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Column: Trying times for local business owners

It breaks my heart to see everything that local businesses have had to endure during the pandemic.

It breaks my heart to see everything that local businesses have had to endure throughout the pandemic.

Yes, we have entered a new year with high hopes. Unfortunately, new numbers on the calendar haven’t wiped the slate clean for many.

I would say the worst part of my job so far has been covering the pandemic. It seems with each passing week, we are tasked with writing the heartbreaking stories that come with it. For me, that has included interviews with local business owners.

Covering these types of stories has taught me a few things. The first thing I’ve learned is how much hard work these community members put into providing residents the services they want and need. The second is how inspiring it is to see the community rally around the businesses that truly need our support.

The entire journey through the pandemic has been challenging. Many business owners likely couldn’t have fathomed they would be shut down once, let alone twice, in less than a year. As I write this, many businesses still are not allowed to open their doors, as restrictions will remain in place until at least Jan. 21.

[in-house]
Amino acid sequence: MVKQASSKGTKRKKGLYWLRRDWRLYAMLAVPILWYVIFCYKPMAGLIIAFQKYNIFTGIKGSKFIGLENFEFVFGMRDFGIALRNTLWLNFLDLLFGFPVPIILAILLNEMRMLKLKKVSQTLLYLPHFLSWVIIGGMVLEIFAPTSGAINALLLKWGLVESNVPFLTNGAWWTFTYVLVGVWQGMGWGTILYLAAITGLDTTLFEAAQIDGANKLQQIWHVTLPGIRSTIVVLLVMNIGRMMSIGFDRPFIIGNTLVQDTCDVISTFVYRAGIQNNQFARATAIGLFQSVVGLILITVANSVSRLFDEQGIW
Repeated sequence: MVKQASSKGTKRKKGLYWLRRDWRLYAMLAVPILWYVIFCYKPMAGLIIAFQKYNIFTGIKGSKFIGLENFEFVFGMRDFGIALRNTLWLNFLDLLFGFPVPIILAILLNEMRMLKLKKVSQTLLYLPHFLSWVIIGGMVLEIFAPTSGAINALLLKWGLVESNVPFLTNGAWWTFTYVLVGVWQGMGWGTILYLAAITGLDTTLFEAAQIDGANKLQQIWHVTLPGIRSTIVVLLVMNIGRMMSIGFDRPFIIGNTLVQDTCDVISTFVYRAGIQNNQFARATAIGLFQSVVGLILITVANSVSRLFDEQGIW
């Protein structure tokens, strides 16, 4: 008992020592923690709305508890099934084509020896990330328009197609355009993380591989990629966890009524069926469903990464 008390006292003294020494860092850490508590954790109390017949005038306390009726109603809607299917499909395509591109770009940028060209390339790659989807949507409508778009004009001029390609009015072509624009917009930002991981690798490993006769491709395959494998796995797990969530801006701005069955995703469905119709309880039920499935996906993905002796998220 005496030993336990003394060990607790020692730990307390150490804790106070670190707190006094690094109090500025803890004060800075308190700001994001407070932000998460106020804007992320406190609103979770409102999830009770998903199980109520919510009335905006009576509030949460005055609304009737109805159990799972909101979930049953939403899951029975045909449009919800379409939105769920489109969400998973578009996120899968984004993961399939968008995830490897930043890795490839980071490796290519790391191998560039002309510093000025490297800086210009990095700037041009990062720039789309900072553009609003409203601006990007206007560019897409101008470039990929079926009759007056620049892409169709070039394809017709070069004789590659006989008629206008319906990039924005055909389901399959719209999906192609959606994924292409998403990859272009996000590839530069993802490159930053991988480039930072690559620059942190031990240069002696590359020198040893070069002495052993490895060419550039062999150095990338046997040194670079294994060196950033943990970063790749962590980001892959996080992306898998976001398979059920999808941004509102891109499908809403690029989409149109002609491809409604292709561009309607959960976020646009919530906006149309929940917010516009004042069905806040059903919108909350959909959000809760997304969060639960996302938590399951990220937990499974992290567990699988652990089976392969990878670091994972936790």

Of the business owners I’ve interviewed in the last year, a few have said the damage done may be beyond repair. Just the thought of someone pouring everything they have into a business venture, only for it to fail through no fault of their own, is enough to tug at the heart strings of anyone.

It is unfortunate there isn’t a magic wand that can be waved to take the troubles of these hard-working people away. I do not look forward to seeing the wreckage after the dust settles. I hope that once we are in a place of normalcy, the resilience of our community’s business owners will be remembered and celebrated.

Through all of it, Airdrie has still seemingly dealt with this chaos a little better than other places, which I believe is a testament to what a close-knit community this city has become. There have been numerous examples of people posting to Facebook that a business needs help, and in no time at all, Airdronians pour out in socially distanced droves to ensure their friends and neighbours stay afloat.

As vaccinations and lower case counts continue to be a main talking point among Albertans in 2021, I hope we can get a handle on the situation for businesses soon. Local and provincial governments have only been able to provide financial support so much and only in certain cases.

The sooner we can reopen the doors of our local business community, the sooner we can return to the flourishing and vibrant nature Airdronians have come to know and love.

Jordan Stricker

About the Author: Jordan Stricker

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